The Minister of State, Home Office (Baroness Blatch): My Lords, it has been decided that, for the time being, the Fire Service College should continue as a Next Steps agency operating as a trading fund. A number of measures have been taken or are still being considered which are intended to strengthen the college's financial position and to secure its place as the central provider of both command and specialist training for the UK fire service.
Baroness Fisher of Rednal: My Lords, I thank the noble Baroness for that reply. I believe that she will appreciate, as do the general public, the fine professionalism of the fire service not only in fighting fires but as regards accidents on the motorways and humanitarian aspects. That professionalism results from the training in which they participate and the facilities at the Fire Service College. Does the Minister agree that it is terribly important that such training continues? The safety of people whom they protect through training is important to us all.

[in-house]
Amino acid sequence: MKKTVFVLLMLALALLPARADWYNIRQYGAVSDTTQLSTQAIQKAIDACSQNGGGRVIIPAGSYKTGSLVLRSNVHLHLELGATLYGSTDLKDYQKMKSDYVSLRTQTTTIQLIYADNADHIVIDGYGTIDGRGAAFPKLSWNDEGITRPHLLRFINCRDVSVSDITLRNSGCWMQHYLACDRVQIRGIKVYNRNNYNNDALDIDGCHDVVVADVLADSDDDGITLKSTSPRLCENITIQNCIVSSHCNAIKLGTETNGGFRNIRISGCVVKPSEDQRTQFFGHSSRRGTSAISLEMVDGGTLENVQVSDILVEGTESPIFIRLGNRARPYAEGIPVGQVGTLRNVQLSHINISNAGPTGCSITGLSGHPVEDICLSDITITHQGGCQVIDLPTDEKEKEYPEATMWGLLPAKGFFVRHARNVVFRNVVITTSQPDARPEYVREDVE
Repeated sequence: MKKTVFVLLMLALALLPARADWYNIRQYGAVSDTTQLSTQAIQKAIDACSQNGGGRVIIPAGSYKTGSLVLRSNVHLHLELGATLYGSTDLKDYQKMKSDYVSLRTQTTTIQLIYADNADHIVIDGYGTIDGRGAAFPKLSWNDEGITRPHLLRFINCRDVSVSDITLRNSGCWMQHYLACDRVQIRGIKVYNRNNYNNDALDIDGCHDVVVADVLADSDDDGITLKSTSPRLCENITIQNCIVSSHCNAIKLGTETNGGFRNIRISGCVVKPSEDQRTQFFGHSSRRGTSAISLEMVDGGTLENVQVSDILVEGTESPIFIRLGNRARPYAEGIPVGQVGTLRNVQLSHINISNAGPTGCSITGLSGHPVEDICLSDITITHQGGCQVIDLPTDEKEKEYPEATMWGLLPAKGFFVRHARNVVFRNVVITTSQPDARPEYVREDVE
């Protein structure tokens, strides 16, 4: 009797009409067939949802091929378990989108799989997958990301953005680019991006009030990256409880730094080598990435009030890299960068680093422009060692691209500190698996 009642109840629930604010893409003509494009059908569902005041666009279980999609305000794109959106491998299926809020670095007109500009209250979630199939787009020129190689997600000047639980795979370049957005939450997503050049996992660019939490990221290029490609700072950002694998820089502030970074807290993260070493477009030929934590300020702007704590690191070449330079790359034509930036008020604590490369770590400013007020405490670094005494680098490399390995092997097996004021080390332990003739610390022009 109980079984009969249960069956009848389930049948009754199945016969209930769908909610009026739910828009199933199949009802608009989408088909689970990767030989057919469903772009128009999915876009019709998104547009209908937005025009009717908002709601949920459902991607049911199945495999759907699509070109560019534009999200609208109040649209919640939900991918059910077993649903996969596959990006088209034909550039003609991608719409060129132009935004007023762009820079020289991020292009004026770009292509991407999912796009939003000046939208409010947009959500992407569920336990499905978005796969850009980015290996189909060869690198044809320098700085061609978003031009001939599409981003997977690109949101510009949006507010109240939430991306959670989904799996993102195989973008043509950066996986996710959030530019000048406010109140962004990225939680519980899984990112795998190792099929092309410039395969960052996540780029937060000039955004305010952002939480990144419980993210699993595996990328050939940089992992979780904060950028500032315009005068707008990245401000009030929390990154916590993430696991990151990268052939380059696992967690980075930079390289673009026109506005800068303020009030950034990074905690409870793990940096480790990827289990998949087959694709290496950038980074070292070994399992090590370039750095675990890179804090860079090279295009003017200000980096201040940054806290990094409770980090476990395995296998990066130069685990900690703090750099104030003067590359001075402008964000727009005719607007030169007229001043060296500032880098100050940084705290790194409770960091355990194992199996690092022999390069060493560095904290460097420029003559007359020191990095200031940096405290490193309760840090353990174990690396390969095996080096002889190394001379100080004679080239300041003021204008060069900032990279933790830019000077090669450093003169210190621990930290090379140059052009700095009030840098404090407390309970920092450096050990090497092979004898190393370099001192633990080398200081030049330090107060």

Baroness Blatch: My Lords, I absolutely agree with the noble Baroness. It is a fine service and does a brilliant job, for which it must be trained. I promise the noble Baroness that I will leave no stone unturned in my department to ensure that we secure the future of the Fire Service College. It is important that whatever the outcome of the debate today the fire service should be properly trained and it is our determination that it should continue to be so.
Lord Allen of Abbeydale: My Lords, when I was at the Home Office I was rather proud of the creation of the Fire Service College. I have been watching the troubles about its finances with great concern. Since 1992, the Fire Service College has been both an executive agency and a trading fund, to use the modern jargon. However, the Civil Service College at
Baroness Blatch: My Lords, the noble Lord is right in his observation on the distinctions between the three colleges. There are 110 agencies, only 12 of them with trading fund status. The problems of the Fire Service College do not derive from anything other than the circumstances at the college. The problems have nothing to do with the college's present situation. Prior to agency status it was a cost on the Home Office's Vote. Wherever the cost is, it has created a considerable deficit. The problem is that it occupies a large site which is substantially under used. At the moment we are trying to find complementary activities which can take place on the site and which will make the overheads of running the site and all that happens on it economically viable. The problem is not about the distinction between agency status and whether it is on the Home Office Vote or even the local government Vote.